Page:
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Re: Device Driver Skeleton?



Angelo Fraietta wrote:


angelo wrote:



On Fri Feb 11 10:00:51 PST 2005, =?iso-8859-1?Q?Alex?= <kbyte@iol.pt> wrote:



Good Morning Dr Fraietta,

Not Dr yet.

At some days ago, I had a doubt concerning writing my first device driver and you said to me to send you an email on the 10th feb. So here I am... Could you help me, please?

OK

I already study the console and serial drivers in the rtems distribution and appart from the skeletton of a generic rtems device driver, why do we have to define always a macro like this:

 #define CONSOLE_DRIVER_TABLE_ENTRY \
  { console_initialize, console_open, console_close, \
    console_read, console_write, console_control }

So the application which builds the device driver table doesn't have
to know the details of a particular driver. Maybe you have a write only console and don't support read. This is really an application configuration convenience.


Who invoke those functions members, and in what circunstancies?

This is my understanding of what happens. Hopefully, someone will correct me if I am wrong.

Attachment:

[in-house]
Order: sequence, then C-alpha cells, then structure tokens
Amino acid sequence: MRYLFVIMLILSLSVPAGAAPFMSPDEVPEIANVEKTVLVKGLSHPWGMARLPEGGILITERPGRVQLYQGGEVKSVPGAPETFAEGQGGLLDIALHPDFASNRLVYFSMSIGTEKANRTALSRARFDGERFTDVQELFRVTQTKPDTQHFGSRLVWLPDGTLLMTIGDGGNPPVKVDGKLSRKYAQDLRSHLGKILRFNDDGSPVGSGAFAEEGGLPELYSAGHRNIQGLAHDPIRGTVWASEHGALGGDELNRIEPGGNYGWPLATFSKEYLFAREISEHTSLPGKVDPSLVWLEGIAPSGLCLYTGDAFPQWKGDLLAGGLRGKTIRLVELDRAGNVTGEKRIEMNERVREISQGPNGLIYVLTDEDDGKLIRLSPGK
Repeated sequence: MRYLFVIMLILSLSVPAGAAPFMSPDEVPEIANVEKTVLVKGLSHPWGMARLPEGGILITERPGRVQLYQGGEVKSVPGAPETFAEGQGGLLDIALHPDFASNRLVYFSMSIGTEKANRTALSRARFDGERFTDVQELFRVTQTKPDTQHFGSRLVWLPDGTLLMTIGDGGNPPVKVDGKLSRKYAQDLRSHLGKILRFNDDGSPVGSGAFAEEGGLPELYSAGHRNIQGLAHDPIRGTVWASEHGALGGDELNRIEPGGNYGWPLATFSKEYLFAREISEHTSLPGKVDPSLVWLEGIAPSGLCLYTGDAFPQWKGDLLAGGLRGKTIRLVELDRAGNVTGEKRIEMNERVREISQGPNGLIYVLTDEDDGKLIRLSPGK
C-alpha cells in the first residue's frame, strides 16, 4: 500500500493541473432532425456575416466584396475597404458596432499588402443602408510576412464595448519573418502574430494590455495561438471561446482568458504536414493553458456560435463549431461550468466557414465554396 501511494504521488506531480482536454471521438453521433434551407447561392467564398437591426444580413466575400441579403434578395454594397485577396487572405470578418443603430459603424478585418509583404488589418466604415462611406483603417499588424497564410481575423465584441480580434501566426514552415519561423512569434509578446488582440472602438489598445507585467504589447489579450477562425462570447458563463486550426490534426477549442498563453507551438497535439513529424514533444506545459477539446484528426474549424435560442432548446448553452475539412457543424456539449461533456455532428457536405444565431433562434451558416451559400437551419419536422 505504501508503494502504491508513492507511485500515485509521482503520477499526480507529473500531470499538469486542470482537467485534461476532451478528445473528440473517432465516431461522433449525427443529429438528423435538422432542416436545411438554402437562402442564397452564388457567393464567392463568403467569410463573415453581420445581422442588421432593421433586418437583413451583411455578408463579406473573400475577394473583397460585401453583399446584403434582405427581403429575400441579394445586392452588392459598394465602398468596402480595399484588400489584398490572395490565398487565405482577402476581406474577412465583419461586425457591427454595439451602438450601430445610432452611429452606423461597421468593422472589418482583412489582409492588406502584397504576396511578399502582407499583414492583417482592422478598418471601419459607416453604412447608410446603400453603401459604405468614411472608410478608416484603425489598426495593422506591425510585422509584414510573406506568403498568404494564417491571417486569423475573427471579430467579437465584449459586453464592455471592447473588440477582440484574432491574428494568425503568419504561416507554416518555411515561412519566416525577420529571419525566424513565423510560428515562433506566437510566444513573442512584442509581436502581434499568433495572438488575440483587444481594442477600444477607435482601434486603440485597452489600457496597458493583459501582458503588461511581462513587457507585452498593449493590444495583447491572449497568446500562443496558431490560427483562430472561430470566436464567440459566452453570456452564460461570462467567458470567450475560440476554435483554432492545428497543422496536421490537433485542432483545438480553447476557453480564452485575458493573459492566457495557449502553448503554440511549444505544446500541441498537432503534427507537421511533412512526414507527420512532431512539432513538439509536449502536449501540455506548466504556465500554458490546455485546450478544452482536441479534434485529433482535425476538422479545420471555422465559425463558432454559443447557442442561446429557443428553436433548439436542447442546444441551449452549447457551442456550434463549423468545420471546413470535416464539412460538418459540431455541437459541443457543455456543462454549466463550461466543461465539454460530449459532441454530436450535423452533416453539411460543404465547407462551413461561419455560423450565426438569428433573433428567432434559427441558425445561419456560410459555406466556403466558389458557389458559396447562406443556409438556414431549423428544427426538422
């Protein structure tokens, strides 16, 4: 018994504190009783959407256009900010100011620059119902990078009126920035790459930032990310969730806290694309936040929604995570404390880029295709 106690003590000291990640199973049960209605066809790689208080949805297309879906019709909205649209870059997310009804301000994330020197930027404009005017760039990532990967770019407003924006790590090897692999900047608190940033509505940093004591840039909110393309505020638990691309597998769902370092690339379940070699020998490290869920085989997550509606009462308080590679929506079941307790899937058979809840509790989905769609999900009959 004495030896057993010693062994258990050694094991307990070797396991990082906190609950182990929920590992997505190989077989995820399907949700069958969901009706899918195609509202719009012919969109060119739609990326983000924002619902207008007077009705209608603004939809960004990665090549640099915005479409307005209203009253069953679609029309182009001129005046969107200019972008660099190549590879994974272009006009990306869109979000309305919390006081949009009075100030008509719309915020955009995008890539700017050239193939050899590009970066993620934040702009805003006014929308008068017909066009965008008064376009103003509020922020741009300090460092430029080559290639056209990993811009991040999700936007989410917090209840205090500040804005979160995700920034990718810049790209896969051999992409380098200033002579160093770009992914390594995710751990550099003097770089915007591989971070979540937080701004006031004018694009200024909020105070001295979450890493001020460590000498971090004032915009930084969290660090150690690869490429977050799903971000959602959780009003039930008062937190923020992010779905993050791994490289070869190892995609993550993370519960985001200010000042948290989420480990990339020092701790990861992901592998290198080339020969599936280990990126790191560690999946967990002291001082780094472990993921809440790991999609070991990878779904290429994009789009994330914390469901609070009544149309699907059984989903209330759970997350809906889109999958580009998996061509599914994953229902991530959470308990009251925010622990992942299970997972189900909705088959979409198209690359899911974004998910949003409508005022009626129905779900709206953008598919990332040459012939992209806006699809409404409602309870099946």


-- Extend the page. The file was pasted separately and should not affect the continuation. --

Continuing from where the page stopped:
The initisalise function,


console_initialize in this case, is called when the device drivers are initialised.
The Open is when you a file open on this device, the close when you do a file close, the read when do do a read from the file, the write, when you do a write to the file, and I am not sure what the control does.

Correct. device driver initialization in this case is done before multtaskign is started. Do not block in a driver initialization of you will hang the system.


I have only implemented the initialise because I write to my device direct. I have not implemented a read, or write -- I don't treat my device like a file. I suppose that that is what you have to decide first--whether you want to treat your device like a file or whether you want to write directly from your application

Correct. The other calls help plug into the filesystem framework and let you access /dev/console or /dev/comm0 or /dev/hd0 just like you would be able to on a POSIX system.


Which are the steps to put to work a device driver made by us, or, using the hello world sample how can we put a device driver to work?

I would have a look at an example that uses a COMM port (TTYS1) if you want to open and close your device like a file.




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Joel Sherrill, Ph.D.             Director of Research & Development
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